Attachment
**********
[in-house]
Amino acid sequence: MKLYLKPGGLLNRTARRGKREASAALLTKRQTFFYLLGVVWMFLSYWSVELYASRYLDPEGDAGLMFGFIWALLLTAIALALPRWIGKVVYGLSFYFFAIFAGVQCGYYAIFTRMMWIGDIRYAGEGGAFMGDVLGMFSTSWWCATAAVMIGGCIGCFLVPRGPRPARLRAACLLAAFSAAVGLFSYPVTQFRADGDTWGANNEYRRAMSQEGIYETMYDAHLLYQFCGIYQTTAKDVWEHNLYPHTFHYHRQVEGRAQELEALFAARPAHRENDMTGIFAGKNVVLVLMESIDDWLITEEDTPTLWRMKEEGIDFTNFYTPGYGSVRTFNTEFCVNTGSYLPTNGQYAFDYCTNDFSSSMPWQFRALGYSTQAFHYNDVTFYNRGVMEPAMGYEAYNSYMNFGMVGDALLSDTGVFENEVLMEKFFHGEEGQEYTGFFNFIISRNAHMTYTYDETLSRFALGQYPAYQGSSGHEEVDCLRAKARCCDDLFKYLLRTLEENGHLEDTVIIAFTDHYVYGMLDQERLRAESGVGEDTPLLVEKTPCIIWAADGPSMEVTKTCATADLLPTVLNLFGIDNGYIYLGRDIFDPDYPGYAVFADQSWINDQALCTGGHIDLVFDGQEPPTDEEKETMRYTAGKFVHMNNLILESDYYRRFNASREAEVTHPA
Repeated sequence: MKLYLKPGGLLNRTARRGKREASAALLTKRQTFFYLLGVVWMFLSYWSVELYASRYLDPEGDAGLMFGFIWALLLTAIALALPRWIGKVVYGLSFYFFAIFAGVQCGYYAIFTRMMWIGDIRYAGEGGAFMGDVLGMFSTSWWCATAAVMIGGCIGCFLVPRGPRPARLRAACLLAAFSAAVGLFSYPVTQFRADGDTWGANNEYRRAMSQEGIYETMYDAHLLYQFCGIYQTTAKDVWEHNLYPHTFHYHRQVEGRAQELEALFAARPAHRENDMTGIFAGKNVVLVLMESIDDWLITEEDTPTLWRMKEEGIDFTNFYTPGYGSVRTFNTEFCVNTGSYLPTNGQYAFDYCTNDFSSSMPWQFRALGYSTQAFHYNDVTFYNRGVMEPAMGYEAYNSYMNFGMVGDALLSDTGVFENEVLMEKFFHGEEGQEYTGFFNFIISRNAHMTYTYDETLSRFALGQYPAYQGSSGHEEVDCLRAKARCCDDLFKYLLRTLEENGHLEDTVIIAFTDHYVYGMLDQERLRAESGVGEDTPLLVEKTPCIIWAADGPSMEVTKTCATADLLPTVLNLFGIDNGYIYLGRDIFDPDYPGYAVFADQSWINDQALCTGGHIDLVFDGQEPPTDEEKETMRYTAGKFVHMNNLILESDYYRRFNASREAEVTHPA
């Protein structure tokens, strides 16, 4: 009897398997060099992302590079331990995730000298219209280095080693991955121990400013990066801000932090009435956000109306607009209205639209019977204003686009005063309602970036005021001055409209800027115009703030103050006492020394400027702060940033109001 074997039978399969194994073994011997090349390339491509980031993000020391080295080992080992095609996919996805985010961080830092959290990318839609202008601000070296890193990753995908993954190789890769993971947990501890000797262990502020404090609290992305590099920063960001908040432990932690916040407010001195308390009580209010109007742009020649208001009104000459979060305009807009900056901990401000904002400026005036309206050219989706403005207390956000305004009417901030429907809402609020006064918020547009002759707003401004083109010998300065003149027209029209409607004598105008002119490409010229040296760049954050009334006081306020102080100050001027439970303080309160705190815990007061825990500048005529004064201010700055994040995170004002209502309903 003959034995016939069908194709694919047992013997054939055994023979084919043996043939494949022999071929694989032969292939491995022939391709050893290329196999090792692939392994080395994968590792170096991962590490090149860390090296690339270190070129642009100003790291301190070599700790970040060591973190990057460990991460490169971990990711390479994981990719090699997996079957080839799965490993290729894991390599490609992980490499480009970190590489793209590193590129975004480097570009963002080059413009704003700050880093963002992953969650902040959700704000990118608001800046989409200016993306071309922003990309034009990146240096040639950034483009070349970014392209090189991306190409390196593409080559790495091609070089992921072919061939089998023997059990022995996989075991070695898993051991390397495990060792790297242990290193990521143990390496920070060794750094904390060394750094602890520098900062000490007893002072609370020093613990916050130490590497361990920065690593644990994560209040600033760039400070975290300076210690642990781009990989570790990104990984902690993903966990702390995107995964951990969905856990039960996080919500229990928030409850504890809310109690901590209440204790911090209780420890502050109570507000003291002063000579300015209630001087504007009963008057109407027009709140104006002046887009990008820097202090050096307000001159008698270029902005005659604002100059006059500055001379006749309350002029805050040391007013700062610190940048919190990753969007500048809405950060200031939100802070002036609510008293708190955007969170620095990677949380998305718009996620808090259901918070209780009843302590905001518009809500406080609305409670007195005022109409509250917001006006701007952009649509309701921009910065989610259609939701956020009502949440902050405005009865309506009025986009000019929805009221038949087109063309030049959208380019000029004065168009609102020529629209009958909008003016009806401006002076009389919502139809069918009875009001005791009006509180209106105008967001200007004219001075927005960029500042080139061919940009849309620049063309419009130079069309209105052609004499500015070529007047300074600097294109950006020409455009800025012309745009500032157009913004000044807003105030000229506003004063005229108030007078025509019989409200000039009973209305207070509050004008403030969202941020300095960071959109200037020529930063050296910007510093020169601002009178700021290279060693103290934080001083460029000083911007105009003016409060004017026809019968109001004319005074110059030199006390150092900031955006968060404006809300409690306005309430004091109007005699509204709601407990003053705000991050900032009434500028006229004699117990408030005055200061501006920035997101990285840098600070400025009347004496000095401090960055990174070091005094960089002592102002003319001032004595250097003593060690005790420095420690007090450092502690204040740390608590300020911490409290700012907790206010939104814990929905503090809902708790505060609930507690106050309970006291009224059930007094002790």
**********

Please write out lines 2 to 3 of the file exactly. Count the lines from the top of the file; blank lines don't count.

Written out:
Amino acid sequence: MKLYLKPGGLLNRTARRGKREASAALLTKRQTFFYLLGVVWMFLSYWSVELYASRYLDPEGDAGLMFGFIWALLLTAIALALPRWIGKVVYGLSFYFFAIFAGVQCGYYAIFTRMMWIGDIRYAGEGGAFMGDVLGMFSTSWWCATAAVMIGGCIGCFLVPRGPRPARLRAACLLAAFSAAVGLFSYPVTQFRADGDTWGANNEYRRAMSQEGIYETMYDAHLLYQFCGIYQTTAKDVWEHNLYPHTFHYHRQVEGRAQELEALFAARPAHRENDMTGIFAGKNVVLVLMESIDDWLITEEDTPTLWRMKEEGIDFTNFYTPGYGSVRTFNTEFCVNTGSYLPTNGQYAFDYCTNDFSSSMPWQFRALGYSTQAFHYNDVTFYNRGVMEPAMGYEAYNSYMNFGMVGDALLSDTGVFENEVLMEKFFHGEEGQEYTGFFNFIISRNAHMTYTYDETLSRFALGQYPAYQGSSGHEEVDCLRAKARCCDDLFKYLLRTLEENGHLEDTVIIAFTDHYVYGMLDQERLRAESGVGEDTPLLVEKTPCIIWAADGPSMEVTKTCATADLLPTVLNLFGIDNGYIYLGRDIFDPDYPGYAVFADQSWINDQALCTGGHIDLVFDGQEPPTDEEKETMRYTAGKFVHMNNLILESDYYRRFNASREAEVTHPA
Repeated sequence: MKLYLKPGGLLNRTARRGKREASAALLTKRQTFFYLLGVVWMFLSYWSVELYASRYLDPEGDAGLMFGFIWALLLTAIALALPRWIGKVVYGLSFYFFAIFAGVQCGYYAIFTRMMWIGDIRYAGEGGAFMGDVLGMFSTSWWCATAAVMIGGCIGCFLVPRGPRPARLRAACLLAAFSAAVGLFSYPVTQFRADGDTWGANNEYRRAMSQEGIYETMYDAHLLYQFCGIYQTTAKDVWEHNLYPHTFHYHRQVEGRAQELEALFAARPAHRENDMTGIFAGKNVVLVLMESIDDWLITEEDTPTLWRMKEEGIDFTNFYTPGYGSVRTFNTEFCVNTGSYLPTNGQYAFDYCTNDFSSSMPWQFRALGYSTQAFHYNDVTFYNRGVMEPAMGYEAYNSYMNFGMVGDALLSDTGVFENEVLMEKFFHGEEGQEYTGFFNFIISRNAHMTYTYDETLSRFALGQYPAYQGSSGHEEVDCLRAKARCCDDLFKYLLRTLEENGHLEDTVIIAFTDHYVYGMLDQERLRAESGVGEDTPLLVEKTPCIIWAADGPSMEVTKTCATADLLPTVLNLFGIDNGYIYLGRDIFDPDYPGYAVFADQSWINDQALCTGGHIDLVFDGQEPPTDEEKETMRYTAGKFVHMNNLILESDYYRRFNASREAEVTHPA